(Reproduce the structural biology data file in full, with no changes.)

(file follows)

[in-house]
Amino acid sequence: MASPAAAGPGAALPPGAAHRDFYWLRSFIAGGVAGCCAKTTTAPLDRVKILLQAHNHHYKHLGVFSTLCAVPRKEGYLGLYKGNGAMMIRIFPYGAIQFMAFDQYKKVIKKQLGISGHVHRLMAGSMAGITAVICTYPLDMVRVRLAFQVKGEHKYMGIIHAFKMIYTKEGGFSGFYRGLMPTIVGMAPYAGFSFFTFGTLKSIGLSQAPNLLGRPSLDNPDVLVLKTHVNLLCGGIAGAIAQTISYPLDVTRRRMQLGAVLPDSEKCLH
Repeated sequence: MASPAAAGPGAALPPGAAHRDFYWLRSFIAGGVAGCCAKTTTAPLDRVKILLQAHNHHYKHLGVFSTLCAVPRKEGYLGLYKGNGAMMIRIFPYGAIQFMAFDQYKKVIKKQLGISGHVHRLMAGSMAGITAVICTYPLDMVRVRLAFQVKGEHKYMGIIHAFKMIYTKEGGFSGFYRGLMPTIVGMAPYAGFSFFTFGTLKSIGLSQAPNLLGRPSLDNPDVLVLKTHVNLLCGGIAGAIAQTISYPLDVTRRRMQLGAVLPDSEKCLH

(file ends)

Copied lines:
[in-house]
Amino acid sequence: MASPAAAGPGAALPPGAAHRDFYWLRSFIAGGVAGCCAKTTTAPLDRVKILLQAHNHHYKHLGVFSTLCAVPRKEGYLGLYKGNGAMMIRIFPYGAIQFMAFDQYKKVIKKQLGISGHVHRLMAGSMAGITAVICTYPLDMVRVRLAFQVKGEHKYMGIIHAFKMIYTKEGGFSGFYRGLMPTIVGMAPYAGFSFFTFGTLKSIGLSQAPNLLGRPSLDNPDVLVLKTHVNLLCGGIAGAIAQTISYPLDVTRRRMQLGAVLPDSEKCLH
Repeated sequence: MASPAAAGPGAALPPGAAHRDFYWLRSFIAGGVAGCCAKTTTAPLDRVKILLQAHNHHYKHLGVFSTLCAVPRKEGYLGLYKGNGAMMIRIFPYGAIQFMAFDQYKKVIKKQLGISGHVHRLMAGSMAGITAVICTYPLDMVRVRLAFQVKGEHKYMGIIHAFKMIYTKEGGFSGFYRGLMPTIVGMAPYAGFSFFTFGTLKSIGLSQAPNLLGRPSLDNPDVLVLKTHVNLLCGGIAGAIAQTISYPLDVTRRRMQLGAVLPDSEKCLH